Characters: Pullman's characters are fully fleshed. While reading this trilogy, I felt that I knew Lyra. I could predict her actions, but not because the book was cliche (in fact, its anything but) but because I felt like I knew her. The supporting characters, Will, Mrs Coulter, and Lord Asriel were just as believable. But people can be easy to relate to. Pullman has honed his character development so well that Iorek, the armoured, talking polar bear, is a character you can not only relate to, but get behind and root for.
Plot: The plot is blasphemous and fun. There are times when its extremely bleak and hopeless, and when you think it cant get any worse, it does. Then it soars to places so high you can't help but smile while you read, and cheer aloud when a character makes a narrow escape.
Buyability: I say go or it. This is a trilogy, that if it weren't so controversial, would be deemed an instant classic. Personally, if I didn't have this trilogy loaned out to a friend right now, would be on top of my re-read list =)
Bottom Line: This trilogy should be on any fantasy nut's must read list. ...more
I was referred to Terry Goodkind as a better alternative to Robert Jordan. I feel betrayed and lied to. Or maybe it was some kind of joke. Goodkind's I was referred to Terry Goodkind as a better alternative to Robert Jordan. I feel betrayed and lied to. Or maybe it was some kind of joke. Goodkind's characters are simply not believeable, and this absolutely kills the book. The dialog is forced, and it feels as if no one ever proof read Goodkind's "masterpiece." If you like books written in a style where if you squint your eyes and pretend that instead of reading, you are watching a one-liner Bruce Willis fantasy movie, go out and get this book right now. ...more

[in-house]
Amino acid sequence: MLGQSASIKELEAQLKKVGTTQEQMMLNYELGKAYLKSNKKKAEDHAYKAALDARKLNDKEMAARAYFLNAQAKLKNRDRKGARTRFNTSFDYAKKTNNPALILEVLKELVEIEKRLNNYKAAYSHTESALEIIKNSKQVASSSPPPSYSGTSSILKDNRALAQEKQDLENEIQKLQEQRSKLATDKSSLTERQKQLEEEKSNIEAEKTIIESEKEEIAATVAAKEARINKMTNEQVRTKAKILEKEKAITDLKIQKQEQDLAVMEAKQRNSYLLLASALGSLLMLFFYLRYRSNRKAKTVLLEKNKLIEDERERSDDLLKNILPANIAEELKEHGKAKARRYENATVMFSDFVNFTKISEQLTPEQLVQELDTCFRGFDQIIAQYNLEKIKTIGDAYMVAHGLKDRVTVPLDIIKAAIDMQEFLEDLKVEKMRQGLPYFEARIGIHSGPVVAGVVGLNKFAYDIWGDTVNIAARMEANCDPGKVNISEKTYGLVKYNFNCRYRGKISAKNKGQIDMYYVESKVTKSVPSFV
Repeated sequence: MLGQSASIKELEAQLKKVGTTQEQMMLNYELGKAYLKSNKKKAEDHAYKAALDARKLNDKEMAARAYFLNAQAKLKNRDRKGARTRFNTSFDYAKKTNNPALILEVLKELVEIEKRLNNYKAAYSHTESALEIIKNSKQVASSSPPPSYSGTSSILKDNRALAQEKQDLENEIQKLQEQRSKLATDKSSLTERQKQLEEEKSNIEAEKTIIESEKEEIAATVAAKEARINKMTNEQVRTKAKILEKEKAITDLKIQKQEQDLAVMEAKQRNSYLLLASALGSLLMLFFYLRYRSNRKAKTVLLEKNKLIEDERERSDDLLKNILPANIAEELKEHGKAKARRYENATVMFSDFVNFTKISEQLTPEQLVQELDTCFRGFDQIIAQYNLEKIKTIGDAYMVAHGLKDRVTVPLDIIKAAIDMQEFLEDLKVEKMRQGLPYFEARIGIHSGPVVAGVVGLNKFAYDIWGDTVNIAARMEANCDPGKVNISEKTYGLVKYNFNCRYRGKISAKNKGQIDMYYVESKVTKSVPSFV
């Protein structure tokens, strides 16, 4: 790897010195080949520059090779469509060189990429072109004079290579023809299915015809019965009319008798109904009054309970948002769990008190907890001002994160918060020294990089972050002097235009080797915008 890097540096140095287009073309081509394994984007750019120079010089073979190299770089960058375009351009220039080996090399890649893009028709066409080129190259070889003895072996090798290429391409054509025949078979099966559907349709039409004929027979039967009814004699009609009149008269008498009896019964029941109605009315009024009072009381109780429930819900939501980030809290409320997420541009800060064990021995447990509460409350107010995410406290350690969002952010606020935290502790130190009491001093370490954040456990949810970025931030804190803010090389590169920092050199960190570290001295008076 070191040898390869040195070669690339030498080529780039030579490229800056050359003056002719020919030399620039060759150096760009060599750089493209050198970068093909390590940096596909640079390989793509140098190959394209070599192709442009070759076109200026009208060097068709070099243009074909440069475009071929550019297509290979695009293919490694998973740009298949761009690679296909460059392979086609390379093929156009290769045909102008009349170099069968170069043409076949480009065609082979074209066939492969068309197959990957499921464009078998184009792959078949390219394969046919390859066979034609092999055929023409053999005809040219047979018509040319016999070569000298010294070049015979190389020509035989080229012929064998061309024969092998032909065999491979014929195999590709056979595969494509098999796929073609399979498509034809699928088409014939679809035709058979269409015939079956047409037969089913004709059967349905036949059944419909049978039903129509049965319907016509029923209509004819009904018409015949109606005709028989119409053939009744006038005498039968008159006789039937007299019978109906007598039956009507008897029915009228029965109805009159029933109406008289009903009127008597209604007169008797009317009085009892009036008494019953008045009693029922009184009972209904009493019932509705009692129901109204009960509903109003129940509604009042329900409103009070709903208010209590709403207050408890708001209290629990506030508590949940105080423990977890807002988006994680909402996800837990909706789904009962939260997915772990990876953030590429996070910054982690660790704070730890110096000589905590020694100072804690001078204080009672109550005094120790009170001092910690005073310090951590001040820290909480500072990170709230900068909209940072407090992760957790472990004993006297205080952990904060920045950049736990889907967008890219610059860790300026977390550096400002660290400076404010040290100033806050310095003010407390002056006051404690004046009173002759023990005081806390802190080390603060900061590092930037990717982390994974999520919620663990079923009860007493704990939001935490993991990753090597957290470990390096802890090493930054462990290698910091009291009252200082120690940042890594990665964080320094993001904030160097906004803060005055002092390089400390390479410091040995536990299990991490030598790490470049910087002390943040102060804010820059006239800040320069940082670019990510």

To start, I really disliked Wells' writing style. However, the book's story was strong enough to pull me into it regardless of how it was written. We To start, I really disliked Wells' writing style. However, the book's story was strong enough to pull me into it regardless of how it was written. Wells writes in the fashion of a news reporter, delivering a cut and dry, just the facts ma'am kind of novel. I did enjoy the brief delving into the nature of primal man, and the reflection of the true human psyche. Wells is quite astute in his delivery of how some of mankind would act, and how others differ. No one was a hero in this book, no one was a villain, it was just nature, albeit the mingling of two worlds of nature, but nature pure and simple....more